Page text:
“The hour has come for the Son of Man to be glorified. I tell you the truth, unless a kernel of wheat falls to the ground and dies, it remains only a single seed. But if it dies, it produces many seeds. The man who loves his life will lose it, while the man who hates his life in this world will keep it for eternal life. Whoever serves me must follow me; and where I am, my servant will be. My father will honour the one who serves me. Now my heart is troubled, and what shall I say? ‘Father, save me from this hour?’ No, it was for this very reason I came to this hour. Father, glorify your name!”
In John chapter 12 something changes. The Lord Jesus Christ has entered the Temple area in triumph. Lazarus has been raised back to life from the dead. The crowds are in a frenzy of excitement about Jesus and Lazarus. The opposition to Jesus and His word has solidified with the intention to put Him to death. Up to this point in the gospel Jesus has kept stating that His hour had not yet come (John 2:4; 7:30; and 8:20). Now something has changed, a delegation of Gentiles, John calls them Greeks, are brought by Andrew and Philip to Jesus. Their conversation with the Lord Jesus Christ is not recorded by John. What he does record for us is the statement which Jesus makes on this occasion. Something has changed. Jesus’ hour has now come. In verse 31 Jesus says that the judgment of the world and its prince has now come. Literally what Jesus says here is that the time has come for the division, separation, judgment of this world. The actual word here is crisis. The crisis of the world has come. A crisis is an event which brings change. This is the hour that Jesus has now come to.
There is something about the coming of some Gentiles to Jesus which brings Him to the hour of His glorification. He speaks to them, and His disciples, about what this crisis will require of Him and of them. The Son of Man is about to be glorified through the cross. Jesus’ hour is a cross centred hour. So Jesus begins to speak about how He will glorify the Name of His father through His death on the cross. He must die so that God’s redemptive purpose can be accomplished.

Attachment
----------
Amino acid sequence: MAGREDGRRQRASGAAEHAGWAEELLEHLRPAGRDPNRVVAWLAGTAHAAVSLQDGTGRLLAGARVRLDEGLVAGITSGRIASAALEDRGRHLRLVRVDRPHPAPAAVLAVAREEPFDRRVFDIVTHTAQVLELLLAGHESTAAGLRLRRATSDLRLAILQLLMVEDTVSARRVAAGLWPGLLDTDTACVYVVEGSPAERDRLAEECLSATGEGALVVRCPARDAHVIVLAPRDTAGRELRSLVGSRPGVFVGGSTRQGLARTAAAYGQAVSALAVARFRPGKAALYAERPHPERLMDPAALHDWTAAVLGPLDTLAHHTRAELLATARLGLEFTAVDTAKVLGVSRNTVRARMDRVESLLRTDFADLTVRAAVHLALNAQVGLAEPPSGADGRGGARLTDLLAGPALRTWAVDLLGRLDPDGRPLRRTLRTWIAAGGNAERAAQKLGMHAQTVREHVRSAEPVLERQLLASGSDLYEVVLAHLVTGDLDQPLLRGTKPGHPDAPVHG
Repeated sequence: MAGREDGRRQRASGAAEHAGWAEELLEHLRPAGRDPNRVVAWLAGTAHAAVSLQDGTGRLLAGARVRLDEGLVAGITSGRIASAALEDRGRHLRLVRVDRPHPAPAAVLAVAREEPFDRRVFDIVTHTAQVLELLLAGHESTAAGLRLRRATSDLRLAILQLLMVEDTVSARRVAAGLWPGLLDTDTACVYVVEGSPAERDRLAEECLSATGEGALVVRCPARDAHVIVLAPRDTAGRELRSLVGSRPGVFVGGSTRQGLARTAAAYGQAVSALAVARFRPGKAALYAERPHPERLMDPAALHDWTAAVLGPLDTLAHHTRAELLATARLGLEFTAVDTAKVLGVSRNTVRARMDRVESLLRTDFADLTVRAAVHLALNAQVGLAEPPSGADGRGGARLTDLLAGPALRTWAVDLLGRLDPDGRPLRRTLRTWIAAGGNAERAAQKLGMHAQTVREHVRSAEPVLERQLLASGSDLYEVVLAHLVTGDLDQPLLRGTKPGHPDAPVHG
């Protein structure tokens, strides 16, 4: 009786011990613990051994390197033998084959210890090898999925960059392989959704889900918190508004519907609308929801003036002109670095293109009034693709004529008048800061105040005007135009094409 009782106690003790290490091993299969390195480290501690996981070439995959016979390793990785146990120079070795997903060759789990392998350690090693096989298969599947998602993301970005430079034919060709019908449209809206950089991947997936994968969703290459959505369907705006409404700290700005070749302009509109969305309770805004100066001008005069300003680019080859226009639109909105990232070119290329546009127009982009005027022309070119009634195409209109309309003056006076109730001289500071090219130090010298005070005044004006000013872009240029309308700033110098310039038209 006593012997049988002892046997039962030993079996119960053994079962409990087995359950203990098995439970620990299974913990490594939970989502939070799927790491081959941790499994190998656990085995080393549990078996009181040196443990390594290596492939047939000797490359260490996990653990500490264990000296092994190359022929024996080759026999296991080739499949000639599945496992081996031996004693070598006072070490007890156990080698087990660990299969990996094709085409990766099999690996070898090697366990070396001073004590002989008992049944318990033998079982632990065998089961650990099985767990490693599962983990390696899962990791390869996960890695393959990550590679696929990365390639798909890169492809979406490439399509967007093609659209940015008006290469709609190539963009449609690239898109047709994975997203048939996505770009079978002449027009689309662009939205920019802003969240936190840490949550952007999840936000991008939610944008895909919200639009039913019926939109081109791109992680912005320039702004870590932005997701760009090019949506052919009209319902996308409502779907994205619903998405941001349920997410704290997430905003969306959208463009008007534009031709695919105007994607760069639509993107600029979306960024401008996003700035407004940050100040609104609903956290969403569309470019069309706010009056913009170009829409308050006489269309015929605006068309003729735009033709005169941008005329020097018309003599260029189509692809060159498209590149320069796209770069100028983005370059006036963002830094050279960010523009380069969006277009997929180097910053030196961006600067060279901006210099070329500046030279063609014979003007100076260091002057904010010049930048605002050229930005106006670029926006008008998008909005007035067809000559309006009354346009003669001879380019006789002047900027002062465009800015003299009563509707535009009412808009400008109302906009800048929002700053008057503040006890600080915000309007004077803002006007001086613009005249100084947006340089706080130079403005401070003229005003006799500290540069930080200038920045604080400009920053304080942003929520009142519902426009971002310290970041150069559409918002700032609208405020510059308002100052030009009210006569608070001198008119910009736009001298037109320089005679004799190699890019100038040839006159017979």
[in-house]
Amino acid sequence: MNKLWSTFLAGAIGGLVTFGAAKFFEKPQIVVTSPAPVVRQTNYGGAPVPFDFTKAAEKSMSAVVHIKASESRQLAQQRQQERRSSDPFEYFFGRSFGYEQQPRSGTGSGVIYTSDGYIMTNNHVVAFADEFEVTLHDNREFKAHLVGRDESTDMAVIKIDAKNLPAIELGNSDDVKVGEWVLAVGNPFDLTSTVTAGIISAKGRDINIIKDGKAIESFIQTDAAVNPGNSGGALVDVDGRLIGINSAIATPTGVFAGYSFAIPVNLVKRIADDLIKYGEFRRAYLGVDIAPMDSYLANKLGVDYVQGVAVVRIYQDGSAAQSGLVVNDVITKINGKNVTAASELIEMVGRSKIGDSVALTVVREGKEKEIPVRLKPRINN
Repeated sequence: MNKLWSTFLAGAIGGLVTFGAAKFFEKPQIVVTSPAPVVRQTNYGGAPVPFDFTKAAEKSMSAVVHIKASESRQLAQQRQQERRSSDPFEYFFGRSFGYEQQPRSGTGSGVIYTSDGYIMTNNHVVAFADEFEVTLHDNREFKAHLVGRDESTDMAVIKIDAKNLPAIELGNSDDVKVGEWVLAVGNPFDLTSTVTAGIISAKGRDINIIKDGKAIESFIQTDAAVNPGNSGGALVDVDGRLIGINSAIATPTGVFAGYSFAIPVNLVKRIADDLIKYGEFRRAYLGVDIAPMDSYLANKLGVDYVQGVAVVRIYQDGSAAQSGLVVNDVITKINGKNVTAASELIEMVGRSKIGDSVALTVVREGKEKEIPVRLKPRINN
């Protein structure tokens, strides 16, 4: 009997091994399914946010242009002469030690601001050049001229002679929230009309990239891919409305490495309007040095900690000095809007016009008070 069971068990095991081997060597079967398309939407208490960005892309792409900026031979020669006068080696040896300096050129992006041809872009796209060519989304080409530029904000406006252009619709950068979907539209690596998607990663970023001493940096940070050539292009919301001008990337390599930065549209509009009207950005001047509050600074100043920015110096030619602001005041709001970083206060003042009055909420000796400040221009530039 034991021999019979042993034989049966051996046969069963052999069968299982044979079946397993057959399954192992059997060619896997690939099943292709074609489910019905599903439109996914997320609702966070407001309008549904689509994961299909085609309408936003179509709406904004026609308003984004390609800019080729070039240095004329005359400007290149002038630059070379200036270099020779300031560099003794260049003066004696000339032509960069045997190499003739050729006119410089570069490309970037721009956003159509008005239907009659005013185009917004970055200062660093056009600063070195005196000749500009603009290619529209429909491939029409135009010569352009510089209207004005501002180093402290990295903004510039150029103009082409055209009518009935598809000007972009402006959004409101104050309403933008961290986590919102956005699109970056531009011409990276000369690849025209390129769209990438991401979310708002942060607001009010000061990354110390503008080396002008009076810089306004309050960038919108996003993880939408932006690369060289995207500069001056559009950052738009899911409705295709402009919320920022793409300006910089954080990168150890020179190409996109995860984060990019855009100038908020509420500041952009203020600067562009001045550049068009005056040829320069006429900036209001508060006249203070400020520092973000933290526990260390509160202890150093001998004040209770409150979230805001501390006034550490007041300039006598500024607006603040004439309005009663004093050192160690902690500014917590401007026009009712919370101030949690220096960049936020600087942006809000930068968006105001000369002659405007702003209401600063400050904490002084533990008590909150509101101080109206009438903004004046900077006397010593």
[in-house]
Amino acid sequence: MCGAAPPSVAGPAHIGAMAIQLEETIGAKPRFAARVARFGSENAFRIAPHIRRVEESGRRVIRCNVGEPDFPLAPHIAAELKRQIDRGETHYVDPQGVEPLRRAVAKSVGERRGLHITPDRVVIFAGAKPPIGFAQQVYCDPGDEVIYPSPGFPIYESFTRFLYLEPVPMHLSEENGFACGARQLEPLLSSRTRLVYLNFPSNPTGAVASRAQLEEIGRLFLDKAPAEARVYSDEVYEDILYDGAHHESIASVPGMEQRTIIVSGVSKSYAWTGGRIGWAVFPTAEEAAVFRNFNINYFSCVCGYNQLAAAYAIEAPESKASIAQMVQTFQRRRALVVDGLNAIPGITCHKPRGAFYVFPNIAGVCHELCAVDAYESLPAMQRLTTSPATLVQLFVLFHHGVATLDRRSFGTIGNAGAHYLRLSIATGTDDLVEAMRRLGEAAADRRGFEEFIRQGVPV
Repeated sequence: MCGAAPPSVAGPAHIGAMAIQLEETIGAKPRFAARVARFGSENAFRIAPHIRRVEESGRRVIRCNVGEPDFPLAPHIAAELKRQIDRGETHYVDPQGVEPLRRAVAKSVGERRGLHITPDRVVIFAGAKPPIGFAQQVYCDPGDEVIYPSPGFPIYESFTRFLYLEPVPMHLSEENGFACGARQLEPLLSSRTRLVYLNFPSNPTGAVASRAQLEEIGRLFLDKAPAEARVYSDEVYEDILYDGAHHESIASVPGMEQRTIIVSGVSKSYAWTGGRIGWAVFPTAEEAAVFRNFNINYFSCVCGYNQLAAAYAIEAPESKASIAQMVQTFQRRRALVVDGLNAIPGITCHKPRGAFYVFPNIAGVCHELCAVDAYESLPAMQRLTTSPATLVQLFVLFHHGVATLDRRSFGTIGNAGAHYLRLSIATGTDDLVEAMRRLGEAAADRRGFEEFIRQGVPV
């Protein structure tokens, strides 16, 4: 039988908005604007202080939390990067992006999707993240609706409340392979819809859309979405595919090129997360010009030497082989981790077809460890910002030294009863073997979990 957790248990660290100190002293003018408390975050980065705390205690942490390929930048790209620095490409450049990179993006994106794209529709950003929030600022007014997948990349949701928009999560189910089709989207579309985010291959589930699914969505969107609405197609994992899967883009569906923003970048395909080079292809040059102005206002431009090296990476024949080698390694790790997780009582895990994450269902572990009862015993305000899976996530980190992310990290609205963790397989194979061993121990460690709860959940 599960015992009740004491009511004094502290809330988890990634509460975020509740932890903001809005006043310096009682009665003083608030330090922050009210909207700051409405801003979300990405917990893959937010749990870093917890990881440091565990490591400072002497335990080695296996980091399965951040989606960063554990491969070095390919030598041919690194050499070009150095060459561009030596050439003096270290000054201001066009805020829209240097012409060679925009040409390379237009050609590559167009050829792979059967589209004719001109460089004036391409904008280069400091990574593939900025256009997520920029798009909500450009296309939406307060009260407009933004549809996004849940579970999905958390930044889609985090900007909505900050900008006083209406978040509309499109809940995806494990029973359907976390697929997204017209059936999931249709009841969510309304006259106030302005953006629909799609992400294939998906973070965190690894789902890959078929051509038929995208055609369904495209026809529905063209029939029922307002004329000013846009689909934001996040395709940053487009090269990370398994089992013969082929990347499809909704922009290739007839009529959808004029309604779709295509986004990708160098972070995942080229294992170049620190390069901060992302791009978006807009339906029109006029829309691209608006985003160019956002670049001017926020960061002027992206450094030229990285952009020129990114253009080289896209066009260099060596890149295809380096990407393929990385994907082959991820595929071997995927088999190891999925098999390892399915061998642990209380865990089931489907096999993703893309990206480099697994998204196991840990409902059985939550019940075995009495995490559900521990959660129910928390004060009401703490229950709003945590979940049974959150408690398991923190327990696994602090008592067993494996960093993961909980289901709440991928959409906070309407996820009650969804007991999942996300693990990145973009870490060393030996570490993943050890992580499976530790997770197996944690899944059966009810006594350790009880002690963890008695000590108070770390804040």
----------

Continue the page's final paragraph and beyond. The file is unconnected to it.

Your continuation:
God is glorified through the cross of Christ. Those who follow Jesus must be those who are crucified with Him. We are called to heed the call of the Lord to follow Him to the cross. There is no life for us or for others apart from the cross of Christ. In fact Jesus tells his audience here in chapter 12 that, “Whoever serves me must follow me; and where I am my servant must be.” We serve and follow Christ crucified. The disciples, and us today, are called to follow Him to the cross. Where He is found we are found and that is living the crucified life.
George Whitefield tells us about this crucified life, which he applies to preachers, but which can be reasonably be applied to all true disciples of Christ when he writes the following.
“Yea…that we shall see the great Head of the Church once more…raise up unto Himself certain young men whom He may use in this glorious employ. And what manner of men will they be? Men mighty in the Scriptures, their lives dominated by a sense of the greatness, the majesty and holiness of God, and their minds and hearts aglow with the great truths of the doctrines of grace. They will be men who have learned what it is to die to self, to human aims and personal ambitions; men who are willing to be “fools for Christ’s sake”, who will bear reproach and falsehood, who will labour and suffer, and whose supreme desire will be, not to gain the earth’s accolades, but to win the Master’s approbation when they appear before His awesome judgment seat. They will be men who will preach with broken hearts and tear-filled eyes, and upon whose ministries God will grant an extraordinary effusion of the Holy Spirit, and who will witness “signs and wonders following” in the multitudes of human lives.” (Dallimore, Arnold, George Whitefield, Edinburgh, Banner of Truth Trust, 1970, Vol. 1 page 16)